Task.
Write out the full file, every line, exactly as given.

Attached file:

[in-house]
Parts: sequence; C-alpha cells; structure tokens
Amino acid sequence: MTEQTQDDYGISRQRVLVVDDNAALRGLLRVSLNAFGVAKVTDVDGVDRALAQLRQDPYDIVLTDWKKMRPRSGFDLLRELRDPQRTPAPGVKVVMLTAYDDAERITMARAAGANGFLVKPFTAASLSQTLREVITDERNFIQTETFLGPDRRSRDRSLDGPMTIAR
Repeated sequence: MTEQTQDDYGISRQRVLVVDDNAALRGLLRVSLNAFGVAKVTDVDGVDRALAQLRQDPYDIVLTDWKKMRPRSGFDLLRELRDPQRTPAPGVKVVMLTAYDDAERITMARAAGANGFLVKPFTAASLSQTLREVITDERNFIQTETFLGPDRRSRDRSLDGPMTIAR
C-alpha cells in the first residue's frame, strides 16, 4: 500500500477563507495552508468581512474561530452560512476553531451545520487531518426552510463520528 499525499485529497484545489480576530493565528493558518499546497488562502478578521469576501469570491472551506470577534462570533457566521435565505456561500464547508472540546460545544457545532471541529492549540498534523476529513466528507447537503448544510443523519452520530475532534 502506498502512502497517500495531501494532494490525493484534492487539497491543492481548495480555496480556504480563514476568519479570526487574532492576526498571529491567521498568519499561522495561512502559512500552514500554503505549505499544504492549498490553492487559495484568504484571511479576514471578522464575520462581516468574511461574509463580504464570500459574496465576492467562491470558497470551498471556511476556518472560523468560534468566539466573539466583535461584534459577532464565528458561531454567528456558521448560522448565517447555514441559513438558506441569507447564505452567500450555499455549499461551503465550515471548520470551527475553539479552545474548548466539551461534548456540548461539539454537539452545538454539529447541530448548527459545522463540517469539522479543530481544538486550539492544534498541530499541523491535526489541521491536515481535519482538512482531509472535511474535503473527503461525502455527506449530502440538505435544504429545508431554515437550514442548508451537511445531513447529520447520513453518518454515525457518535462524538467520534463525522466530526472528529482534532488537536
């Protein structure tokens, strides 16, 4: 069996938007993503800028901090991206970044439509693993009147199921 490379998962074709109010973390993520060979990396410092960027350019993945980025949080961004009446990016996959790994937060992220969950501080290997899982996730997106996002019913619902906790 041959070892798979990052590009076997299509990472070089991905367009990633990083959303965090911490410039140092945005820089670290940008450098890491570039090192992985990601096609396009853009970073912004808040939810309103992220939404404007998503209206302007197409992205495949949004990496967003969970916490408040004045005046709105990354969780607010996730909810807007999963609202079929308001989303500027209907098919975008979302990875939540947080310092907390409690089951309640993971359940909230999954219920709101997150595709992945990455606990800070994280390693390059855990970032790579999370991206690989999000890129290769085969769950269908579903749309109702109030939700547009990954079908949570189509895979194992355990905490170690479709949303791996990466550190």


[in-house]
Parts: sequence; C-alpha cells; structure tokens
Amino acid sequence: MTEQTQDDYGISRQRVLVVDDNAALRGLLRVSLNAFGVAKVTDVDGVDRALAQLRQDPYDIVLTDWKKMRPRSGFDLLRELRDPQRTPAPGVKVVMLTAYDDAERITMARAAGANGFLVKPFTAASLSQTLREVITDERNFIQTETFLGPDRRSRDRSLDGPMTIAR
Repeated sequence: MTEQTQDDYGISRQRVLVVDDNAALRGLLRVSLNAFGVAKVTDVDGVDRALAQLRQDPYDIVLTDWKKMRPRSGFDLLRELRDPQRTPAPGVKVVMLTAYDDAERITMARAAGANGFLVKPFTAASLSQTLREVITDERNFIQTETFLGPDRRSRDRSLDGPMTIAR
C-alpha cells in the first residue's frame, strides 16, 4: 500500500477563507495552508468581512474561530452560512476553531451545520487531518426552510463520528 499525499485529497484545489480576530493565528493558518499546497488562502478578521469576501469570491472551506470577534462570533457566521435565505456561500464547508472540546460545544457545532471541529492549540498534523476529513466528507447537503448544510443523519452520530475532534 502506498502512502497517500495531501494532494490525493484534492487539497491543492481548495480555496480556504480563514476568519479570526487574532492576526498571529491567521498568519499561522495561512502559512500552514500554503505549505499544504492549498490553492487559495484568504484571511479576514471578522464575520462581516468574511461574509463580504464570500459574496465576492467562491470558497470551498471556511476556518472560523468560534468566539466573539466583535461584534459577532464565528458561531454567528456558521448560522448565517447555514441559513438558506441569507447564505452567500450555499455549499461551503465550515471548520470551527475553539479552545474548548466539551461534548456540548461539539454537539452545538454539529447541530448548527459545522463540517469539522479543530481544538486550539492544534498541530499541523491535526489541521491536515481535519482538512482531509472535511474535503473527503461525502455527506449530502440538505435544504429545508431554515437550514442548508451537511445531513447529520447520513453518518454515525457518535462524538467520534463525522466530526472528529482534532488537536
């Protein structure tokens, strides 16, 4: 069996938007993503800028901090991206970044439509693993009147199921 490379998962074709109010973390993520060979990396410092960027350019993945980025949080961004009446990016996959790994937060992220969950501080290997899982996730997106996002019913619902906790 041959070892798979990052590009076997299509990472070089991905367009990633990083959303965090911490410039140092945005820089670290940008450098890491570039090192992985990601096609396009853009970073912004808040939810309103992220939404404007998503209206302007197409992205495949949004990496967003969970916490408040004045005046709105990354969780607010996730909810807007999963609202079929308001989303500027209907098919975008979302990875939540947080310092907390409690089951309640993971359940909230999954219920709101997150595709992945990455606990800070994280390693390059855990970032790579999370991206690989999000890129290769085969769950269908579903749309109702109030939700547009990954079908949570189509895979194992355990905490170690479709949303791996990466550190």